Wednesday, November 01, 2006

Americans May Decide on a Midcourse Change

Democrats know Washington is broken. Independents know that Washington is broken. Even a significant number of Republicans now know that Washington is broken. Whatever the Republican Party once was, it no longer is. There's something wrong with the leadership of a political party that says nothing when Ann Coulter slanders widows of 9/11. There's something wrong with the leadership of a political party when Rush Limbaugh ridicules someone with Parkison's Disease. If that isn't bad enough, it just gets worse and the American people know it.

Adam Nagourney of The New York Times reports on the last New York Times/CBS poll before the election (hat tip to The Washington Monthly; bold emphasis mine):
The poll found that just 29 percent of Americans approve of the way President Bush is managing the war in Iraq, matching the lowest mark of his presidency. Nearly 70 percent of Americans said Mr. Bush did not have a plan to end the war, and an overwhelming 80 percent said Mr. Bush’s latest effort to rally public support for the conflict amounted to a change in language but not policy.

The poll underlined the extent to which the war has framed the midterm elections. Americans cited Iraq as the most important issue affecting their vote, and majorities of Republicans and Democrats said they wanted a change in the government’s approach to the war. Only 20 percent said they thought the United States was winning in Iraq, down from a high of 36 percent in January.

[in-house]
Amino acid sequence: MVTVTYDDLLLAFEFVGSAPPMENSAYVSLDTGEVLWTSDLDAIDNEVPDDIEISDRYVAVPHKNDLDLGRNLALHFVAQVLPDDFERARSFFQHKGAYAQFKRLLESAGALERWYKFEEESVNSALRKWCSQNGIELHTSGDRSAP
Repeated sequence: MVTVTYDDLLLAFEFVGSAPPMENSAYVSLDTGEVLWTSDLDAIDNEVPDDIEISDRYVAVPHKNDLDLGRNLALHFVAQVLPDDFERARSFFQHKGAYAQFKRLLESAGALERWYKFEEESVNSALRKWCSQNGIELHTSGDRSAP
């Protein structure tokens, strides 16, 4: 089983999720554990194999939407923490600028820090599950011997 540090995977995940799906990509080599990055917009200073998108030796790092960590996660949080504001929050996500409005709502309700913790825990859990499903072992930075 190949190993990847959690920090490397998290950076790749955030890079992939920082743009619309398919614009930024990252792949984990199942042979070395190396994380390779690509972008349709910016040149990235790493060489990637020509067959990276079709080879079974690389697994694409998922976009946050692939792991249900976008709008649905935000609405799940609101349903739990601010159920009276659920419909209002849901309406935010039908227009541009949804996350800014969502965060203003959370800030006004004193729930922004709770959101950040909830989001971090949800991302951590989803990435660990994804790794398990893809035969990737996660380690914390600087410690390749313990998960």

Mr. Bush’s approval rating was 34 percent, unchanged from a poll three weeks ago, an anemic rating that explains why many Democrats are featuring him in their final advertisements, as well as why many Republican incumbents do not want him at their side.

Americans are finally getting it. Bush has no plan and all he does is talk. Americans know we have a problem. It's their responsibility to go to the polls and make the necessary changes. Traditionally a higher percentage of Republican than Democrats go to the polls. If voters have had enough of Bush's failed policies and incompetence and the business as usual attitude of the current Republican-controlled Congress, they know what they need to do.

Jonathan Weisman and Jeffrey H. Birnbaum of The Washington Post say that the Democrats may win the House because of all the scandals:
Indictments, investigations and allegations of wrongdoing have helped put at least 15 Republican House seats in jeopardy, enough to swing control to the Democrats on Tuesday even before the larger issues of war, economic unease and President Bush are invoked.

With just five days left before Election Day, allegations are springing up like brushfires. Four GOP House seats have been tarred by lobbyist Jack Abramoff's influence-peddling scandal. Five have been adversely affected by then-Rep. Mark Foley's unseemly contacts with teenage male House pages. The remaining half a dozen or so could turn on controversies including offshore tax dodging, sexual misconduct and shady land deals.